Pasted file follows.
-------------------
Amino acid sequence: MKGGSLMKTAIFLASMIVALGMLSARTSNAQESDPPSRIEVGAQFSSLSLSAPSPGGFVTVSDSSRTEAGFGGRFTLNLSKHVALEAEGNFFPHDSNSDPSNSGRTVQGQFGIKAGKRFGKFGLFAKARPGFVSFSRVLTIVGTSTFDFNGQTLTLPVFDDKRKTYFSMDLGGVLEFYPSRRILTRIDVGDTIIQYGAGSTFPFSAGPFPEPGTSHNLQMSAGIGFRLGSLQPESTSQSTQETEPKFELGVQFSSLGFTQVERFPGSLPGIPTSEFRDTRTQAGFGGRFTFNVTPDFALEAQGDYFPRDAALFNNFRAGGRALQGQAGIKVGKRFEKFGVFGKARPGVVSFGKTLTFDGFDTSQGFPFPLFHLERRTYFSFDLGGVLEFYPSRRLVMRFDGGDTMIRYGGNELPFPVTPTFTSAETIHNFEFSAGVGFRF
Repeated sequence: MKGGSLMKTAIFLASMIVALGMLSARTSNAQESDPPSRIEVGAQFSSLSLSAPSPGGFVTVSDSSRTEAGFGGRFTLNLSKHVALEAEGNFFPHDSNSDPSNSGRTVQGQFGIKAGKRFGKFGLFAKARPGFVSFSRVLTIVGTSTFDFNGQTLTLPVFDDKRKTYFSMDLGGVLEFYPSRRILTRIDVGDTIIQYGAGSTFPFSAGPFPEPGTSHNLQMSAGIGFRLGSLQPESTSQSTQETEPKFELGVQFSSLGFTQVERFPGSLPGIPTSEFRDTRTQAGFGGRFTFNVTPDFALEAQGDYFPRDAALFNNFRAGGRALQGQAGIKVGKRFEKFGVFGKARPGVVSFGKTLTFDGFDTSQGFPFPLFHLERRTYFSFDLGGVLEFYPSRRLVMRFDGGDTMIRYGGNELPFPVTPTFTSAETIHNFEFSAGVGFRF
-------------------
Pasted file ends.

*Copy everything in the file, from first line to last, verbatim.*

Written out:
Amino acid sequence: MKGGSLMKTAIFLASMIVALGMLSARTSNAQESDPPSRIEVGAQFSSLSLSAPSPGGFVTVSDSSRTEAGFGGRFTLNLSKHVALEAEGNFFPHDSNSDPSNSGRTVQGQFGIKAGKRFGKFGLFAKARPGFVSFSRVLTIVGTSTFDFNGQTLTLPVFDDKRKTYFSMDLGGVLEFYPSRRILTRIDVGDTIIQYGAGSTFPFSAGPFPEPGTSHNLQMSAGIGFRLGSLQPESTSQSTQETEPKFELGVQFSSLGFTQVERFPGSLPGIPTSEFRDTRTQAGFGGRFTFNVTPDFALEAQGDYFPRDAALFNNFRAGGRALQGQAGIKVGKRFEKFGVFGKARPGVVSFGKTLTFDGFDTSQGFPFPLFHLERRTYFSFDLGGVLEFYPSRRLVMRFDGGDTMIRYGGNELPFPVTPTFTSAETIHNFEFSAGVGFRF
Repeated sequence: MKGGSLMKTAIFLASMIVALGMLSARTSNAQESDPPSRIEVGAQFSSLSLSAPSPGGFVTVSDSSRTEAGFGGRFTLNLSKHVALEAEGNFFPHDSNSDPSNSGRTVQGQFGIKAGKRFGKFGLFAKARPGFVSFSRVLTIVGTSTFDFNGQTLTLPVFDDKRKTYFSMDLGGVLEFYPSRRILTRIDVGDTIIQYGAGSTFPFSAGPFPEPGTSHNLQMSAGIGFRLGSLQPESTSQSTQETEPKFELGVQFSSLGFTQVERFPGSLPGIPTSEFRDTRTQAGFGGRFTFNVTPDFALEAQGDYFPRDAALFNNFRAGGRALQGQAGIKVGKRFEKFGVFGKARPGVVSFGKTLTFDGFDTSQGFPFPLFHLERRTYFSFDLGGVLEFYPSRRLVMRFDGGDTMIRYGGNELPFPVTPTFTSAETIHNFEFSAGVGFRF